Nate Schwartz is a certified audio engineer at Melnitz Hall, a member of multiple bands including UCLA’s Loop Garou, and a composer of film scores. But in 2014, he decided to take on another endeavor: start his own jazz orchestra.
The rising third-year ethnomusicology student with a concentration in jazz recently launched a Kickstarter campaign to fund the 23-person orchestra’s debut album, “Explorations,” to be tentatively released in mid-November.
Schwartz initiated the Kickstarter campaign for the orchestra, named Nate Schwartz & His Jazz Orchestra, with a goal of $10,000 to fund rehearsal space, recording equipment and a sound engineer for the orchestra and to make physical copies of the album. After nearly two weeks of launching the campaign, Schwartz said it is on track to meeting the goal, having almost reached half of the $10,000 target.
Interested in performing shows, Schwartz said he formed the group with his friends from the ethnomusicology department. Then, they were unexpectedly chosen to headline the World Music and Movement Festival in November 2014.
Since then, the jazz orchestra grew to an ensemble of 23 musicians from Los Angeles, including Schwartz’s friends and peers from the ethnomusicology department as well as professional musicians.
“That’s kind of the thing with a big band or a jazz orchestra – the personnel is fluid,” Schwartz said.
From there, Schwartz decided to set a goal of recording an album.
Schwartz, who also plays guitar for the UCLA-based band Loop Garou, said because he has no one to bounce his ideas off of in his jazz orchestra, writing music for the jazz orchestra involved self-reflection.
“I’m kind of exploring my own musical voice at this point because all my other experiences at UCLA writing music have been with other people,” Schwartz said.
Although Schwartz writes all the music for the group, the album’s introduction and seven songs, including a slow, classic jazz ballad sung and composed by Loop Garou bandmate and a cognitive science alumnus Nick Valentini, each have slightly different sounds.
“I’m really into (fusion) so there are two or three songs that are fusion influenced,” Schwartz said. “There’s one that’s a pretty swinging, classic big band and there’s a couple of hip hop ones.”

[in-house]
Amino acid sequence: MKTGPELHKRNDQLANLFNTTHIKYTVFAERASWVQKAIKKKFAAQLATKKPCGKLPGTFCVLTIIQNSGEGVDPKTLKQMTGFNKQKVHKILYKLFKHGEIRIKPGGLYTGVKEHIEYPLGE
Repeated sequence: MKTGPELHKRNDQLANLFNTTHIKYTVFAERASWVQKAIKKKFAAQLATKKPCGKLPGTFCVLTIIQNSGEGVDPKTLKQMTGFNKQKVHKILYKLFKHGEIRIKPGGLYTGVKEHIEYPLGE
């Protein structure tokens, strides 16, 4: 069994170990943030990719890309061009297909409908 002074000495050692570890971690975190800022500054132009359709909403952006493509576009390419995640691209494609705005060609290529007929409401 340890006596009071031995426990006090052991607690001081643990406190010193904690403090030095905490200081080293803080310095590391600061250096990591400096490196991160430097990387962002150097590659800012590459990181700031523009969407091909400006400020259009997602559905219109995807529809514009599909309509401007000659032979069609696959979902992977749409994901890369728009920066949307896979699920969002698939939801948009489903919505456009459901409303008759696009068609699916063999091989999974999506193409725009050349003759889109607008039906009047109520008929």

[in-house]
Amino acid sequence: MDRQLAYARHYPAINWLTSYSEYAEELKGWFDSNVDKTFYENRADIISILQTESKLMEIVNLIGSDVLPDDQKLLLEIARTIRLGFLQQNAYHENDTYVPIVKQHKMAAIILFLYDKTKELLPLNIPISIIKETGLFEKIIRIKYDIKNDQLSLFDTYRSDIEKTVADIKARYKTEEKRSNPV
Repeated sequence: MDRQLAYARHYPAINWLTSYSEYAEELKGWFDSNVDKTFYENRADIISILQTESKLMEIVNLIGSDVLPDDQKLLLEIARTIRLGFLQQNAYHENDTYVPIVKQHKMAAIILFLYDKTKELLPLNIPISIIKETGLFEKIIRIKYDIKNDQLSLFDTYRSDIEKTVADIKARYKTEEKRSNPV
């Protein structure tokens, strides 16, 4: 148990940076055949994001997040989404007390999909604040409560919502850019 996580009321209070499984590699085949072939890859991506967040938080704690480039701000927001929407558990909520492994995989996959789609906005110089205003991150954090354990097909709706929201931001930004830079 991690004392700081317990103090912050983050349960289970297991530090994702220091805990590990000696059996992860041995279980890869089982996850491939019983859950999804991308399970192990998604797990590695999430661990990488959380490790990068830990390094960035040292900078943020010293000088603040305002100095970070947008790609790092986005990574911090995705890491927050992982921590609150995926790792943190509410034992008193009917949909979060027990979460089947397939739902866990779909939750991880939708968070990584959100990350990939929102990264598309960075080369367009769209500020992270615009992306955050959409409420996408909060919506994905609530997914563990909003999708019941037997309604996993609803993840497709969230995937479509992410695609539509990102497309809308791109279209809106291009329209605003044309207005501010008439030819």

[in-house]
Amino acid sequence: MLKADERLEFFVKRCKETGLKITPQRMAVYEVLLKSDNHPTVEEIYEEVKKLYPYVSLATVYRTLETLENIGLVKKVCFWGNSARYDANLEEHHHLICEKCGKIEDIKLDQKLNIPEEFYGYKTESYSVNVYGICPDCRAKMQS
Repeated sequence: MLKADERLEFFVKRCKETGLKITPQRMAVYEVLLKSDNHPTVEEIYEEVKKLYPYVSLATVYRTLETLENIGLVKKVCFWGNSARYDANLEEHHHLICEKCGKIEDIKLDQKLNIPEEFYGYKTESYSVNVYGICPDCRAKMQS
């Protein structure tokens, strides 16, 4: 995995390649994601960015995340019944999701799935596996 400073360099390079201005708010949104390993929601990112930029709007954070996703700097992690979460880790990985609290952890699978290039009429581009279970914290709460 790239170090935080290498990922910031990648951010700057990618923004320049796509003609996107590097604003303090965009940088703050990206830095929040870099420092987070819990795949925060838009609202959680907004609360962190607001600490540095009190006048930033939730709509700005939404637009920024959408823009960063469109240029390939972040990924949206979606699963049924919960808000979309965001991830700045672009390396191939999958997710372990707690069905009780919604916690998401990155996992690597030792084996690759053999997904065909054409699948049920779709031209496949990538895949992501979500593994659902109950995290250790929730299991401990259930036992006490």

Zach Ramacier, a music performance alumnus and a trumpet player in the jazz orchestra, said the music style can be described, overall, as contemporary. One song is hip-hop influenced and will feature a rapper.
“There’s not a lot of music like it. It’s very rock-influenced,” Ramacier said. “With jazz, it’s kind of like swing and laid-back, but this is very intense and in-your-face music.”
Although Schwartz writes the songs, he said he leaves room for the soloists to improvise and create their own solos during rehearsal.
Hugo Shiboski, a rising third-year ethnomusicology student with a concentration in jazz studies who plays the tenor saxophone in the orchestra, said that rehearsals are fun yet productive.
“It’s an awesome vibe because we’re all in the same age group and we’re all great friends,” Shiboski said. “We manage to keep it professional while also being able to communicate and keep some humor in there.”
However, Schwartz said coordinating rehearsal times and space for 23 musicians was a challenge.
“I’m really impressed that Nate is able to pull all of this together,” Shiboski said. “It can be really hard to get everyone together.”
Schwartz said that most people grew up playing in big band, making directing the jazz orchestra a nostalgic and fun challenge.
Nevertheless, the members’ similar passion for music and performing makes the project exciting, Schwartz said.
“That’s how you make a great record: you get all your homies together and you all strive for a common vision,” Schwartz said.